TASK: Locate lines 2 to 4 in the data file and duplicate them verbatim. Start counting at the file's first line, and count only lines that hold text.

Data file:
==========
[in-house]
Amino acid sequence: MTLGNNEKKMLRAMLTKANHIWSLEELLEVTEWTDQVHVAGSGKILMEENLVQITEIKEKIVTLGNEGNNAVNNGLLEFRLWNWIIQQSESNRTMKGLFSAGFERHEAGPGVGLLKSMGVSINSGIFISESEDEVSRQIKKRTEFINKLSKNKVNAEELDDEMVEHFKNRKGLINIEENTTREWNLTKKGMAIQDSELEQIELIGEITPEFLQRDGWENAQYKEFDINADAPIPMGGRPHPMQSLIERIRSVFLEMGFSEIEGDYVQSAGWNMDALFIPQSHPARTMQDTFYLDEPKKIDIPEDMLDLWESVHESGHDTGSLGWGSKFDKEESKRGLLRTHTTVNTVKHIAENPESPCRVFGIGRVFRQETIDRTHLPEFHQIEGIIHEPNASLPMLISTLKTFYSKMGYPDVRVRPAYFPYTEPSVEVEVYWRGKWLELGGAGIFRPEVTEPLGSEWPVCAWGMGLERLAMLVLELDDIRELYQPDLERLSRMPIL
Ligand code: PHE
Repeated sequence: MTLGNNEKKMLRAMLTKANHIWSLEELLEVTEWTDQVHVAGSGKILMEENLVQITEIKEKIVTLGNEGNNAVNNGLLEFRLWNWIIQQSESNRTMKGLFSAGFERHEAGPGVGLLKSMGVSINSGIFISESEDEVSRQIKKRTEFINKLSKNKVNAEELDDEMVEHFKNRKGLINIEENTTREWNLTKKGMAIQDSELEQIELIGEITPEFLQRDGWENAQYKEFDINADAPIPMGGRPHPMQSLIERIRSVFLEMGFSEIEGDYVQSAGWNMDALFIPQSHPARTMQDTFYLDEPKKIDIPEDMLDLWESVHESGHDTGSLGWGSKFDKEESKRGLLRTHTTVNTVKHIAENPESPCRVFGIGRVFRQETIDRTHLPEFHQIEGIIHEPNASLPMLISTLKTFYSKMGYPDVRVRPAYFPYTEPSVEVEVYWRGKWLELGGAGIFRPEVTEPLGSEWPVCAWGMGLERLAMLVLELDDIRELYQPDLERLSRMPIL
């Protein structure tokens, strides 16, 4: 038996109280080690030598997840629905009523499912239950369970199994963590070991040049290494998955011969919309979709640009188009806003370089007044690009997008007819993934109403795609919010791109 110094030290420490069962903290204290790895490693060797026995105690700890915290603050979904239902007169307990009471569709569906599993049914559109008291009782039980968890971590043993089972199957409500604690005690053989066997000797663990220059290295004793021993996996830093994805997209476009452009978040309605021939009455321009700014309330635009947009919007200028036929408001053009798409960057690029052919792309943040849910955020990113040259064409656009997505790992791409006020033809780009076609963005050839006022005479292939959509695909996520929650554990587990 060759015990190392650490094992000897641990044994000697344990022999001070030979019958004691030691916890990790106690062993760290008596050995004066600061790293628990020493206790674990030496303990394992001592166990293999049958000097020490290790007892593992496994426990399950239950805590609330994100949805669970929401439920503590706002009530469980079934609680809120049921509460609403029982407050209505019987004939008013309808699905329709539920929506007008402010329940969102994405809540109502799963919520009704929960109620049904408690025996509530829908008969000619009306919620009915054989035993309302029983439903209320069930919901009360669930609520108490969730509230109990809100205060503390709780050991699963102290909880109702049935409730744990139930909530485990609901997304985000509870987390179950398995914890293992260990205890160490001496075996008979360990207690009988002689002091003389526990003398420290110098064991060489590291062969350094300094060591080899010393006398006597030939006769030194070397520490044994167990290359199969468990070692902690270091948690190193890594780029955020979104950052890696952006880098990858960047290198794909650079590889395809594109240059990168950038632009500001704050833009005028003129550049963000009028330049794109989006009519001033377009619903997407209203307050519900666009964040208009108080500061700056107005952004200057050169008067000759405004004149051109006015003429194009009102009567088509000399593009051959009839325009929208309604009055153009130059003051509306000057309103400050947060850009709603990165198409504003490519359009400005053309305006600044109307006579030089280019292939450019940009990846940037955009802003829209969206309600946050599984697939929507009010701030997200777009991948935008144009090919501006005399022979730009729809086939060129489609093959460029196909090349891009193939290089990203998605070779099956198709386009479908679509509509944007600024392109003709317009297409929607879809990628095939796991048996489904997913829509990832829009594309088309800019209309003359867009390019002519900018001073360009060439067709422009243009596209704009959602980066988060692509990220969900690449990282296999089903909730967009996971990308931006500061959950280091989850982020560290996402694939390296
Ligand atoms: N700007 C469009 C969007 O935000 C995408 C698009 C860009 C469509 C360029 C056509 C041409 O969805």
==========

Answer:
Amino acid sequence: MTLGNNEKKMLRAMLTKANHIWSLEELLEVTEWTDQVHVAGSGKILMEENLVQITEIKEKIVTLGNEGNNAVNNGLLEFRLWNWIIQQSESNRTMKGLFSAGFERHEAGPGVGLLKSMGVSINSGIFISESEDEVSRQIKKRTEFINKLSKNKVNAEELDDEMVEHFKNRKGLINIEENTTREWNLTKKGMAIQDSELEQIELIGEITPEFLQRDGWENAQYKEFDINADAPIPMGGRPHPMQSLIERIRSVFLEMGFSEIEGDYVQSAGWNMDALFIPQSHPARTMQDTFYLDEPKKIDIPEDMLDLWESVHESGHDTGSLGWGSKFDKEESKRGLLRTHTTVNTVKHIAENPESPCRVFGIGRVFRQETIDRTHLPEFHQIEGIIHEPNASLPMLISTLKTFYSKMGYPDVRVRPAYFPYTEPSVEVEVYWRGKWLELGGAGIFRPEVTEPLGSEWPVCAWGMGLERLAMLVLELDDIRELYQPDLERLSRMPIL
Ligand code: PHE
Repeated sequence: MTLGNNEKKMLRAMLTKANHIWSLEELLEVTEWTDQVHVAGSGKILMEENLVQITEIKEKIVTLGNEGNNAVNNGLLEFRLWNWIIQQSESNRTMKGLFSAGFERHEAGPGVGLLKSMGVSINSGIFISESEDEVSRQIKKRTEFINKLSKNKVNAEELDDEMVEHFKNRKGLINIEENTTREWNLTKKGMAIQDSELEQIELIGEITPEFLQRDGWENAQYKEFDINADAPIPMGGRPHPMQSLIERIRSVFLEMGFSEIEGDYVQSAGWNMDALFIPQSHPARTMQDTFYLDEPKKIDIPEDMLDLWESVHESGHDTGSLGWGSKFDKEESKRGLLRTHTTVNTVKHIAENPESPCRVFGIGRVFRQETIDRTHLPEFHQIEGIIHEPNASLPMLISTLKTFYSKMGYPDVRVRPAYFPYTEPSVEVEVYWRGKWLELGGAGIFRPEVTEPLGSEWPVCAWGMGLERLAMLVLELDDIRELYQPDLERLSRMPIL